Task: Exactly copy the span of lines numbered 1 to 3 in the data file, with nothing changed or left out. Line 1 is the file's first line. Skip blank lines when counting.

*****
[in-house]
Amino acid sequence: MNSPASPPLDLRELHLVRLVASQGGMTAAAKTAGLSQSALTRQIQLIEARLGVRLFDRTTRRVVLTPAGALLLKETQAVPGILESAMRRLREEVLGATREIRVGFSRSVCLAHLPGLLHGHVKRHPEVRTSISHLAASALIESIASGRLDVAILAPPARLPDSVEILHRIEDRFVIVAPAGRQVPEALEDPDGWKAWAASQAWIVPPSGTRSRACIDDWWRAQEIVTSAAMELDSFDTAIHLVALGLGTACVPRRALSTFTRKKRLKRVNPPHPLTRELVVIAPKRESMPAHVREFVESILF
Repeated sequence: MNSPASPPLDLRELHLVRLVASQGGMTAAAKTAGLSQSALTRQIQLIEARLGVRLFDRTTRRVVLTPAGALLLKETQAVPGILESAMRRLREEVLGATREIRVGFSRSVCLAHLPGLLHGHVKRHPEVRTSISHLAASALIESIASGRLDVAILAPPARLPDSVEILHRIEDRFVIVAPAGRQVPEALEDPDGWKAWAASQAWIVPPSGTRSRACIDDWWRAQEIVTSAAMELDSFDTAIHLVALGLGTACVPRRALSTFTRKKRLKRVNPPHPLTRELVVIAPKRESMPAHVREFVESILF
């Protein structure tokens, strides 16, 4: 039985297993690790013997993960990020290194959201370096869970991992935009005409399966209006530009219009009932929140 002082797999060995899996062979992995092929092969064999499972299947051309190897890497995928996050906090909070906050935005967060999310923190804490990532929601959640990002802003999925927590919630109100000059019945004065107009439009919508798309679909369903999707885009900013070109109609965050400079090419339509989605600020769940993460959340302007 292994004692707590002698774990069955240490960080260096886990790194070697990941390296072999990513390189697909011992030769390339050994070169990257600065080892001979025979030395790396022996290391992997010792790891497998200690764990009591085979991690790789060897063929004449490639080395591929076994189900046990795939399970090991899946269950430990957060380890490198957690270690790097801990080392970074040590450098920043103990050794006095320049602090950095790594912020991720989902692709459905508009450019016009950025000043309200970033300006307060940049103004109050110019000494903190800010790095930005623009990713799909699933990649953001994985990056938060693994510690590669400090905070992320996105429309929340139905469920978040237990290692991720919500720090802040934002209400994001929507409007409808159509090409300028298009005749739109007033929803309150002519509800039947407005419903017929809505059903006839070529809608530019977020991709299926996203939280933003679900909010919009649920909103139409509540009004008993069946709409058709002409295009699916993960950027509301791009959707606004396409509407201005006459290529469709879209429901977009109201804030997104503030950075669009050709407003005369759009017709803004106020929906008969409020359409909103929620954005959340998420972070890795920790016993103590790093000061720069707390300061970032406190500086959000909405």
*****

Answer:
[in-house]
Amino acid sequence: MNSPASPPLDLRELHLVRLVASQGGMTAAAKTAGLSQSALTRQIQLIEARLGVRLFDRTTRRVVLTPAGALLLKETQAVPGILESAMRRLREEVLGATREIRVGFSRSVCLAHLPGLLHGHVKRHPEVRTSISHLAASALIESIASGRLDVAILAPPARLPDSVEILHRIEDRFVIVAPAGRQVPEALEDPDGWKAWAASQAWIVPPSGTRSRACIDDWWRAQEIVTSAAMELDSFDTAIHLVALGLGTACVPRRALSTFTRKKRLKRVNPPHPLTRELVVIAPKRESMPAHVREFVESILF
Repeated sequence: MNSPASPPLDLRELHLVRLVASQGGMTAAAKTAGLSQSALTRQIQLIEARLGVRLFDRTTRRVVLTPAGALLLKETQAVPGILESAMRRLREEVLGATREIRVGFSRSVCLAHLPGLLHGHVKRHPEVRTSISHLAASALIESIASGRLDVAILAPPARLPDSVEILHRIEDRFVIVAPAGRQVPEALEDPDGWKAWAASQAWIVPPSGTRSRACIDDWWRAQEIVTSAAMELDSFDTAIHLVALGLGTACVPRRALSTFTRKKRLKRVNPPHPLTRELVVIAPKRESMPAHVREFVESILF